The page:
A woman dials 911 and tells the dispatcher that a man with braided hair wearing a red hat is beating up his girlfriend and is about to kill her. The woman also states she thinks the man has a gun. She provides the location and then she hangs up. Police were in the area and they found a man (McCants) matching that description at that location within one minute. Due to the “nature of the call for service” the officers “immediately engaged” McCants and frisked him and found a firearm and heroin in a fanny pack he was wearing. McCants, a felon, was tried and convicted for being a felon in possession of a firearm and possession with intent to distribute heroin. Prior to trial, McCants filed a motion to suppress the evidence, arguing the officers did not have the requisite reasonable suspicion that he was engaged in criminal activity before they frisked him. The District Court denied the motion. On appeal, the Third Circuit identified the issue as: whether the anonymous 911 tip provided sufficient indicia of reliability for reasonable suspicion of ongoing criminal activity. The Third Circuit referenced the Supreme Court decision in Navarette v. California, 572 U.S. 393 (2014) for the rule developed regarding anonymous tips creating reasonable suspicion of ongoing criminal activity. In United States v Torres, 534 F.3d 207 (3d Cir. 2008) the Third Circuit enunciated five factors they use to determine the reliability for an anonymous tip:
(1) The tip information was relayed from the informant to the officer in a face-to-face interaction such that the officer had an opportunity to appraise the witness’s credibility through observation.
(2) The person providing the tip can be held responsible if her allegations turn out to be fabricated.
(3) The content of the tip is not information that would be available to any observer.
(4) The person providing the information has recently witnessed the alleged criminal activity.
(5) The tip predicts what will follow, as this provides police the means to test the informant’s knowledge or credibility.
The Third Circuit affirmed the District Court’s denial of the motion to suppress. They noted that although the caller was not identified, the use of the 911 system added to the tip’s reliability. They also noted that the caller was providing information observed firsthand. Furthermore, the caller provided detailed information regarding both the physical appearance and the location of the suspect and the police found a person matching the specific description in the specific location within minutes of the 911 call. The court found that the second and fourth factors of the Torres test were sufficiently met to provide the reasonable suspicion to justify the Terry Stop and therefore the search was lawful.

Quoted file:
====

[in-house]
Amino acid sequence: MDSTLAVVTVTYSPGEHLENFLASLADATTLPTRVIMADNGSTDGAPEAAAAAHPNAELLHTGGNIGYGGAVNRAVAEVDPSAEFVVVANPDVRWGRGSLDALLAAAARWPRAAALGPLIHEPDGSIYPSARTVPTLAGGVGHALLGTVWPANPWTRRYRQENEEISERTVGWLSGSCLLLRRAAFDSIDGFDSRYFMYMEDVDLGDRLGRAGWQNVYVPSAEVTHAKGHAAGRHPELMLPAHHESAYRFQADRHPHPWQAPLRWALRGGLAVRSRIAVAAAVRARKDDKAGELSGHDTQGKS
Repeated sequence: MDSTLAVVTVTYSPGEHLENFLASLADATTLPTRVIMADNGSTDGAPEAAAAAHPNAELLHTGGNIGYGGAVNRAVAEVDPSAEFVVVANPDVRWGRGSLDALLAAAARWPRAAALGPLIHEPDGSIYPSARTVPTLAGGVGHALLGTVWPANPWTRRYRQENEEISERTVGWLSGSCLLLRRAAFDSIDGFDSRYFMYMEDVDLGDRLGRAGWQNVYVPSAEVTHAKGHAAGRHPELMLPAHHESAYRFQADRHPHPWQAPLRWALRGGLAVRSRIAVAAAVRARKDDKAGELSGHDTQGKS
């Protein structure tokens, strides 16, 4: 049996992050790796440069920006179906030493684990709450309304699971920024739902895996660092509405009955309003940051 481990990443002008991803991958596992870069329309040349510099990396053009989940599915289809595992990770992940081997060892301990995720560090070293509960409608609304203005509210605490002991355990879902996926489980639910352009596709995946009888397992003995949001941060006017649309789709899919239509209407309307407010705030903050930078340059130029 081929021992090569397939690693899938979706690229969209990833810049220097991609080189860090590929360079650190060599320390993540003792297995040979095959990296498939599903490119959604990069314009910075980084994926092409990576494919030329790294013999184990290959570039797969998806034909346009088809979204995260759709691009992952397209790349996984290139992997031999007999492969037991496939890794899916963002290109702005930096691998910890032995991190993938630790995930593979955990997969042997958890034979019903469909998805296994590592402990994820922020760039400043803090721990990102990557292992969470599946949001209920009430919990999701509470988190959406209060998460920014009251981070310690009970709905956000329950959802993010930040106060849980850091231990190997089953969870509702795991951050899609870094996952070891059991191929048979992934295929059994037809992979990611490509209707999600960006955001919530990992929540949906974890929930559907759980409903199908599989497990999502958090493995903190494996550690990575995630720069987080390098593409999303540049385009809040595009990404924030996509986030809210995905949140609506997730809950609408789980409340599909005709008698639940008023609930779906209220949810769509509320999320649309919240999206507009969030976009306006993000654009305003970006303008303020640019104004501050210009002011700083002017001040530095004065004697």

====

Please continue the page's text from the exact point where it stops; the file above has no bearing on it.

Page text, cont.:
Practice Tip: The court stated the issue was whether the search was constitutional, but the entire analysis of the court focused on the Terry Stop which is a seizure. There was no analysis for the Terry Frisk itself, which was the search at issue. Remember, for a Terry Stop you must articulate the facts to develop an objectively reasonable suspicion that a person is involved in criminal activity. But for a Terry Frisk you must articulate facts that develop a reasonable suspicion that a person lawfully detained is presently armed and dangerous. Sometimes, as in this case, the facts that justify a Terry Stop will also justify a Terry Frisk … but that is not always the case! There is no “automatic” Terry Frisk when you have a Terry Stop. Do not assume that the court’s lack of a Terry Frisk analysis in this case means that it doesn’t have to be made. The courts do not always “line up the dominos” for you in their decisions (which are often drafted by law clerks who are not as well-versed in Fourth Amendment jurisprudence as one might expect).
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